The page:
Jump to Navigation

A trust can be used to protect assets in a Missouri divorce

By the time a couple files for a divorce in Missouri, it is often too late to take steps to protect either one's assets before the property division is made. So before a couple gets married, it is important to think about how they want to handle property and financial interests.

Since many people now wait until they are older before they marry, they are likely to have acquired substantial assets before the wedding. Other couples who were previously married with children may want to protect the assets they brought from the first marriage and eventually give them to their kids.

One good way to protect those assets is to establish a trust and place those assets in the trust before the new marriage. A domestic asset protection trust is designed to protect one's assets from creditors, including former spouses if a divorce takes place. These trusts are called "self-settled" trusts because the people who create such a trust are able to name themselves as beneficiaries.

For example, if a woman has her own business before she is married, she can establish a trust and transfer ownership of the business into the trust, naming herself as a beneficiary. That way, if she marries and then divorces, it is likely the business will not be considered as property in the divorce because the trust will own the company.

A trustee -- usually another person or a bank -- manages the trust assets for the benefit of the named beneficiary. The trustee is required to account for his or her actions and to deal fairly with the trust and the beneficiaries. In addition, the beneficiary may be paid from the trust during the marriage. Whether those payments will be considered marital income in a divorce may depend on whether the beneficiary could legally enforce the payments or whether they are discretionary for the trustee.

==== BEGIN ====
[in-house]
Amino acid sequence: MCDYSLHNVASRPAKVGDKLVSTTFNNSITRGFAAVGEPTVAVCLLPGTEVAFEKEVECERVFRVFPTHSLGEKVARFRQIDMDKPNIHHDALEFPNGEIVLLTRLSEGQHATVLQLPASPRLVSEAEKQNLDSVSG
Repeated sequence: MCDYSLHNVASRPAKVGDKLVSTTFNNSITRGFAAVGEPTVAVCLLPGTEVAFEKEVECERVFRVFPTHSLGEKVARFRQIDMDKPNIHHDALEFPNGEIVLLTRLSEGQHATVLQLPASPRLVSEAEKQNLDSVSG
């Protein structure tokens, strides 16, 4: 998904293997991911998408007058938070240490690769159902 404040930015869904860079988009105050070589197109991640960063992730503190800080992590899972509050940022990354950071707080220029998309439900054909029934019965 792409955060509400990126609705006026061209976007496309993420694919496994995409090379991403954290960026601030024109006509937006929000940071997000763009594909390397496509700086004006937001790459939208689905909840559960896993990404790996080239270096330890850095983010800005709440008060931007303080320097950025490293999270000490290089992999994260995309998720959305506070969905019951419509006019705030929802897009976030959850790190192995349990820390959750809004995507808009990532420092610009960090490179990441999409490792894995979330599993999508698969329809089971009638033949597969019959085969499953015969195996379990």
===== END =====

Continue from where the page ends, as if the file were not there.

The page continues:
If you would like to learn about the protection of assets in a divorce, please visit our O'Fallon marital property site. Our firm handles issues such as the ones discussed here.

Source: Forbes, "Can a Trust Protect My Assets in Divorce?" Jeff Landers, July 18, 2012

No Comments

Leave a comment
Comment Information
Joseph J. Porzenski
Email Us  (spam free)

Bold labels are required.

Contact Information

The use of the Internet or this form for communication with the firm or any individual member of the firm does not establish an attorney-client relationship. Confidential or time-sensitive information should not be sent through this form.

Subscribe to RSS Feed
FindLaw Network

Privacy Policy | Business Development Solutions by FindLaw, a Thomson Reuters business.